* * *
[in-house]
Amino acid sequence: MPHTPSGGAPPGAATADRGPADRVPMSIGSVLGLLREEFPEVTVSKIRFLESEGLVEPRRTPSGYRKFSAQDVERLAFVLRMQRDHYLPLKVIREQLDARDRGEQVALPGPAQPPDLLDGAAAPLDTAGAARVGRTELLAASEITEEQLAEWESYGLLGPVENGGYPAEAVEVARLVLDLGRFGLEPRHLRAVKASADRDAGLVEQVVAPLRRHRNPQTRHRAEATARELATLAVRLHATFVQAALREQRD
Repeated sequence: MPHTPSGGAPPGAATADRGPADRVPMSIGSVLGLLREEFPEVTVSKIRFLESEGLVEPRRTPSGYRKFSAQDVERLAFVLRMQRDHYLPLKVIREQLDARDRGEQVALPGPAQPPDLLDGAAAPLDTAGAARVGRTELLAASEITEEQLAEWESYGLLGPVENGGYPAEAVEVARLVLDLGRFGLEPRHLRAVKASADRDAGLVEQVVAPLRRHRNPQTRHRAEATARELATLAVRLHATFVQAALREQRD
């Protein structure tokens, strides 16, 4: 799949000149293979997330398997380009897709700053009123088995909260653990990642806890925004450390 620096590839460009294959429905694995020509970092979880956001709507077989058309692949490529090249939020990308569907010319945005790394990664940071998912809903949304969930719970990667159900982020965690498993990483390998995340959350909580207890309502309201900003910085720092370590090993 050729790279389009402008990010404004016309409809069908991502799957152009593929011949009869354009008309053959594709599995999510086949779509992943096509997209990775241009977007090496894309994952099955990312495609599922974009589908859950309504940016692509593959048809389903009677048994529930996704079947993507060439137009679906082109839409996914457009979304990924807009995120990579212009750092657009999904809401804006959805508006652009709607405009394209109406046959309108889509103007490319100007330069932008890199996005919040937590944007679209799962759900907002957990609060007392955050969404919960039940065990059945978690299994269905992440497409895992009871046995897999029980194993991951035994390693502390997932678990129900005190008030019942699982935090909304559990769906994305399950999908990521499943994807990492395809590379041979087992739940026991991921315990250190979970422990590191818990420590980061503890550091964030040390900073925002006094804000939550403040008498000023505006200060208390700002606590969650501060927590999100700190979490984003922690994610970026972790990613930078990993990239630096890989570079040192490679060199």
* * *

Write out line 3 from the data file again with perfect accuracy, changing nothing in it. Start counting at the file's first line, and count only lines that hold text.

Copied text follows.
Repeated sequence: MPHTPSGGAPPGAATADRGPADRVPMSIGSVLGLLREEFPEVTVSKIRFLESEGLVEPRRTPSGYRKFSAQDVERLAFVLRMQRDHYLPLKVIREQLDARDRGEQVALPGPAQPPDLLDGAAAPLDTAGAARVGRTELLAASEITEEQLAEWESYGLLGPVENGGYPAEAVEVARLVLDLGRFGLEPRHLRAVKASADRDAGLVEQVVAPLRRHRNPQTRHRAEATARELATLAVRLHATFVQAALREQRD